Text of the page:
Most people are not familiar with my real name, it’s Asha Cynthia Varatharaja. If you are wondering how I got to Cindy Sasha, in short, my parents migrated from Srilanka to London in the 70’s, I attended a school where saying my full name seemed problematic to pronounce and to avoid racism and being called Paki, Cindy was a better option to fit in. I was lucky at nursery and primary school as my teachers saw me as child that needed protecting because home life was tough. However secondary school I didn’t quite fit in and ended up rebelling.

I was raised in one of London’s notorious Council Estate (not for too long though), a latch-key kid my second home was out on the streets playing, the city felt so free to me and I was always in awe with what was going on in the world. As a child I was glued to the TV or listening to the radio. In my adolescent years, during the day I was on the streets and night frequenting the clubs with friends. There was another side to my life, my parents made me and my sister follow typical Tamil traditions such as attending the local temple and community events. In London I had everything at my doorstep culture, fashion, food, art and music. I have never felt like a nationalist and I have no loyalty to a country that serves no loyalty to our human rights, I hate the system and will fight it! However, London is my home. I always had the urge to travel around the world after University but got trapped into the system I hate. Don’t get me wrong, I have gone on holidays to some far away and near places, but I never explored or lived in a place long enough to taste it. Either way all my experiences have made me become fascinated with the world and the people right in the heart of it.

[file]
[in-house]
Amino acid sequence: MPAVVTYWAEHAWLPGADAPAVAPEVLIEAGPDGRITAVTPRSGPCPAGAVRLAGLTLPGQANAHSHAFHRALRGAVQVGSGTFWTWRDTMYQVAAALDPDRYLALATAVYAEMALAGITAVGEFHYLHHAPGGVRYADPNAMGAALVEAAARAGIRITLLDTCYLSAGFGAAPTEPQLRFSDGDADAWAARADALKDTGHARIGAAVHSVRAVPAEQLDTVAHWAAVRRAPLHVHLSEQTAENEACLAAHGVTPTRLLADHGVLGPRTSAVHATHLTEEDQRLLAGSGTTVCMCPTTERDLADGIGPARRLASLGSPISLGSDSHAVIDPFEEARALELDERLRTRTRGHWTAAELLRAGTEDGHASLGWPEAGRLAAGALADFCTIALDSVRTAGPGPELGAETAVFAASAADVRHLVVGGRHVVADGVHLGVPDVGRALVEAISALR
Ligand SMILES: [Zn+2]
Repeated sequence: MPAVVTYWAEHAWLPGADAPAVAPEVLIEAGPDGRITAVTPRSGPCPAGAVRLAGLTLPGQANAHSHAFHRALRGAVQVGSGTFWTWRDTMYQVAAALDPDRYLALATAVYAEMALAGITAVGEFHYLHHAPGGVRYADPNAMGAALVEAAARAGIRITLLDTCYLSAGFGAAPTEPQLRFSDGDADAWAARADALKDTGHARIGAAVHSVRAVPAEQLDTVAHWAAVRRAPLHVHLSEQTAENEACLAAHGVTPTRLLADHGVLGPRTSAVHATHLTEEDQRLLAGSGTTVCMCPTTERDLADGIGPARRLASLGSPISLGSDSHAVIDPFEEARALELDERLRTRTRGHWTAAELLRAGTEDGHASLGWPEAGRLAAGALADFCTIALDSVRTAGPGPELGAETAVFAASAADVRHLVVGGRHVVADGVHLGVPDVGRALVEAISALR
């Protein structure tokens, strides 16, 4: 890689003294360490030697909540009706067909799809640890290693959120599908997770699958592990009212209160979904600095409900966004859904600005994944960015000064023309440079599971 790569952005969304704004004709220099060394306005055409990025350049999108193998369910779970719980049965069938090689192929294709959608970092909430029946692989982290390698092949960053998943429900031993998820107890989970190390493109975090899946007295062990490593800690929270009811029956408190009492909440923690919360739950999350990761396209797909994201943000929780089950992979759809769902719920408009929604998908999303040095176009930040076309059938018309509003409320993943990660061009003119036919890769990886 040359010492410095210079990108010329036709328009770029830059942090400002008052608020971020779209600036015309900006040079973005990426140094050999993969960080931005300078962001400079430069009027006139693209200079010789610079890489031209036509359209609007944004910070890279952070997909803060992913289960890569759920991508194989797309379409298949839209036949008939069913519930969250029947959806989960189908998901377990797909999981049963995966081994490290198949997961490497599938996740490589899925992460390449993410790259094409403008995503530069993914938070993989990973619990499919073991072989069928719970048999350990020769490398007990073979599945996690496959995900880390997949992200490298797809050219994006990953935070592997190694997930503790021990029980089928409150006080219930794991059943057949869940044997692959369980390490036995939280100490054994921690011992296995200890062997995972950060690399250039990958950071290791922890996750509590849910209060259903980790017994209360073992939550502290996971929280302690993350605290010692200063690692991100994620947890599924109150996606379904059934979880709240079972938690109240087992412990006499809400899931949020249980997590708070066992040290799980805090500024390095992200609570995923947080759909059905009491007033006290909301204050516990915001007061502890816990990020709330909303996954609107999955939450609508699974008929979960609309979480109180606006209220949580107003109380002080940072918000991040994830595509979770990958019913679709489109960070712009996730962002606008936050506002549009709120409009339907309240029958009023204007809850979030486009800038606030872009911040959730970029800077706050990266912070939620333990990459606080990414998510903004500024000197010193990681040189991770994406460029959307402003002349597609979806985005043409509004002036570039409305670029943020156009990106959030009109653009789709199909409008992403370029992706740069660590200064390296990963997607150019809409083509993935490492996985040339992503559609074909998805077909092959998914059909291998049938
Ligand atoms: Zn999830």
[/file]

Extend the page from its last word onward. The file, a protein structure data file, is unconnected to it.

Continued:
On our way to school. Photo by Cindy Sasha. 1995

As a baby I always had a lens cap in my mouth, my uncle was a hobbyist photographer so he was always taking photos but would never let me touch his camera! That pissed me off, so I guess I just didn’t take as much interest until my mum bought a camera and I could use it. I would sneak it into school and take pictures of my mates. I liked taking photos (I could even develop a roll of 35mm at the age of 15 which my art teacher taught me) but I didn’t know at that age you could pursue a career as a photographer and everyone around me had different plans for me, including myself. As time and years went by I had the urge or was drawn to pick up the camera again and wanting to pursue a career but I was chicken shit, I lacked confidence, I felt too old. After a year of therapy I realised how photography has helps me to cope with my depression/OCD. I took a bold step to do part-time work so I can focus on my passion and I have been fortunate to have friends and family supporting my choices and most importantly to know that I am talented. I hope you enjoy my photos and my rambling words.